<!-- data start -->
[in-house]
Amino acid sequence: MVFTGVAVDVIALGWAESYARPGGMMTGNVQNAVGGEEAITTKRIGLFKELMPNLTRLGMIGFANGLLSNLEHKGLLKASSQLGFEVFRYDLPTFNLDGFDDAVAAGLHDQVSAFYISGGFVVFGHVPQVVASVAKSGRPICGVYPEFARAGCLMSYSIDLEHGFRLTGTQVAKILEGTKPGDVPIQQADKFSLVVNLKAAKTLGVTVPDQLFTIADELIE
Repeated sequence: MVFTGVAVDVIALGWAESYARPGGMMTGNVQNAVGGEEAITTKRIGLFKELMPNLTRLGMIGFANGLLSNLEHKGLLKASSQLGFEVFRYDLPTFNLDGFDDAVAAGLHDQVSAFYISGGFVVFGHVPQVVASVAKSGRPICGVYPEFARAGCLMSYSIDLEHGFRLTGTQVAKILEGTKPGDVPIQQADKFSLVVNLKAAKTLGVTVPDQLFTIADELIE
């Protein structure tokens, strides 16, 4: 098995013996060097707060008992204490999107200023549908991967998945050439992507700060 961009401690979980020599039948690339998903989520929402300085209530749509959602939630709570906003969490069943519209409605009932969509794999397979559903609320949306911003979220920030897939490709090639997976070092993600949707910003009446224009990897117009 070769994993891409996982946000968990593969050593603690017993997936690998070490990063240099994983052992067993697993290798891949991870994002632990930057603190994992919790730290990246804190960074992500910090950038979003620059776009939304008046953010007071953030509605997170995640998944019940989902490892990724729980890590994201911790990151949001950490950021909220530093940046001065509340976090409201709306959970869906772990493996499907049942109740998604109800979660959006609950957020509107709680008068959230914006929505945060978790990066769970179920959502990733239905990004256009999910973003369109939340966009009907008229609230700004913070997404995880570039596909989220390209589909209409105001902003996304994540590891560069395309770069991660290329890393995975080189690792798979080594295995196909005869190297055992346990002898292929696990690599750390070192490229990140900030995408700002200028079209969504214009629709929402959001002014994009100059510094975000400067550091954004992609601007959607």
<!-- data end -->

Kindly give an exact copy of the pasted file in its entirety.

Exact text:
[in-house]
Amino acid sequence: MVFTGVAVDVIALGWAESYARPGGMMTGNVQNAVGGEEAITTKRIGLFKELMPNLTRLGMIGFANGLLSNLEHKGLLKASSQLGFEVFRYDLPTFNLDGFDDAVAAGLHDQVSAFYISGGFVVFGHVPQVVASVAKSGRPICGVYPEFARAGCLMSYSIDLEHGFRLTGTQVAKILEGTKPGDVPIQQADKFSLVVNLKAAKTLGVTVPDQLFTIADELIE
Repeated sequence: MVFTGVAVDVIALGWAESYARPGGMMTGNVQNAVGGEEAITTKRIGLFKELMPNLTRLGMIGFANGLLSNLEHKGLLKASSQLGFEVFRYDLPTFNLDGFDDAVAAGLHDQVSAFYISGGFVVFGHVPQVVASVAKSGRPICGVYPEFARAGCLMSYSIDLEHGFRLTGTQVAKILEGTKPGDVPIQQADKFSLVVNLKAAKTLGVTVPDQLFTIADELIE
């Protein structure tokens, strides 16, 4: 098995013996060097707060008992204490999107200023549908991967998945050439992507700060 961009401690979980020599039948690339998903989520929402300085209530749509959602939630709570906003969490069943519209409605009932969509794999397979559903609320949306911003979220920030897939490709090639997976070092993600949707910003009446224009990897117009 070769994993891409996982946000968990593969050593603690017993997936690998070490990063240099994983052992067993697993290798891949991870994002632990930057603190994992919790730290990246804190960074992500910090950038979003620059776009939304008046953010007071953030509605997170995640998944019940989902490892990724729980890590994201911790990151949001950490950021909220530093940046001065509340976090409201709306959970869906772990493996499907049942109740998604109800979660959006609950957020509107709680008068959230914006929505945060978790990066769970179920959502990733239905990004256009999910973003369109939340966009009907008229609230700004913070997404995880570039596909989220390209589909209409105001902003996304994540590891560069395309770069991660290329890393995975080189690792798979080594295995196909005869190297055992346990002898292929696990690599750390070192490229990140900030995408700002200028079209969504214009629709929402959001002014994009100059510094975000400067550091954004992609601007959607």